I’m always a little uncomfortable when I get a review copy from a small publisher. I can’t guarantee that I’ll review it unless I think it’s worth recommending and those books cost money, time and effort to post out. It’s easy shrugging off the likes of Penguin Random House but small presses prick my conscience, and this one’s clearly tiny. Luckily for me Donatella Di Pietrantonio let me off that hook with her beautiful, heartrending story of a daughter caring for the mother with whom she’s had a conflicted relationship all her life.
Esperia Viola was born in 1942 the eldest of six daughters each conceived when their father was home on leave, each named by him in letters containing only a single word. Now Esperina, as she is known, has dementia and her daughter – our narrator – visits her regularly hoping to fill the widening chasms in her mother’s memory by telling her the story of her life. Esperina was born in a remote area of the Apennines, marrying her cousin after special dispensation from the Pope. It’s a place caught up in superstition where babies were still swaddled well into the twentieth century and witches kept away from the cradle. Her life has been hard – working the land all hours, cooking, keeping the house in order, responding to the many demands of her extended family – leaving her little time for a loving relationship with her daughter who resents it bitterly. As Esperina’s story unfolds that relationship begins to change.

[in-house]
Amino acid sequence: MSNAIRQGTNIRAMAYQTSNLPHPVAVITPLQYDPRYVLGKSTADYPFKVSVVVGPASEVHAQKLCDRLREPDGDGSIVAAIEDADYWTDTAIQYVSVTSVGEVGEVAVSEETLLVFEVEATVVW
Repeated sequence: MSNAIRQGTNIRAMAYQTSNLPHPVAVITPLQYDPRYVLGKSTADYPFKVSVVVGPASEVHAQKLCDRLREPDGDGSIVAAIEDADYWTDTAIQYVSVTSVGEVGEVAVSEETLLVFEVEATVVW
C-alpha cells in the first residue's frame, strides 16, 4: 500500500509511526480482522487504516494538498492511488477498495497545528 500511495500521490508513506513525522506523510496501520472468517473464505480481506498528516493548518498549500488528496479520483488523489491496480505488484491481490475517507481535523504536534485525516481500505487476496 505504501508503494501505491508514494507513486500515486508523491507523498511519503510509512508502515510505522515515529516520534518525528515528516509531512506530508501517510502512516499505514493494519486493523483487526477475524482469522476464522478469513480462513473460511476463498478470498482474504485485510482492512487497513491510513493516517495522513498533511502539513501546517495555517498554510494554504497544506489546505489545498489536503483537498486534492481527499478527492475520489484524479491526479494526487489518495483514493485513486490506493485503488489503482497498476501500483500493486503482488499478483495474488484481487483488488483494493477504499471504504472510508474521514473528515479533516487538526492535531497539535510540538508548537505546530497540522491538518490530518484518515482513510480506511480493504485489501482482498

Our narrator intersperses vivid vignettes from her mother’s life with her own memories, reflections, dreams and nightmares. Vibrant scenes – the annual slaughter of the family pig; Esperina’s wedding feast; her sister’s disfiguration – are made all the more immediate by Di Pietrantonio’s use of the second person, addressing her mother as ‘you’ in her narrative. The pain of the relationship between mother and daughter is poignantly conveyed: ‘I was still planning to settle my score with her when she escaped from me into her illness’ declares the daughter, then later ‘I have to go and see her every two or three days. I can’t bear longer separations. I’m scared I might lose her.’ As a young mother Esperina barely touched her child yet now finds excuses to reach out to her daughter, tenderly stroking her sleeve ostensibly to comment on the quality of its material. Di Pietrantonio’s language is some times formal, often poetic: there are some gorgeous descriptions of food and its preparation. It’s a moving, beautifully expressed novel, and good to see the translator’s name on the jacket. So often that’s not the case but without Franca Scurti Simpson there would be no My Mother is a River for us monolinguals to read which would be a shame.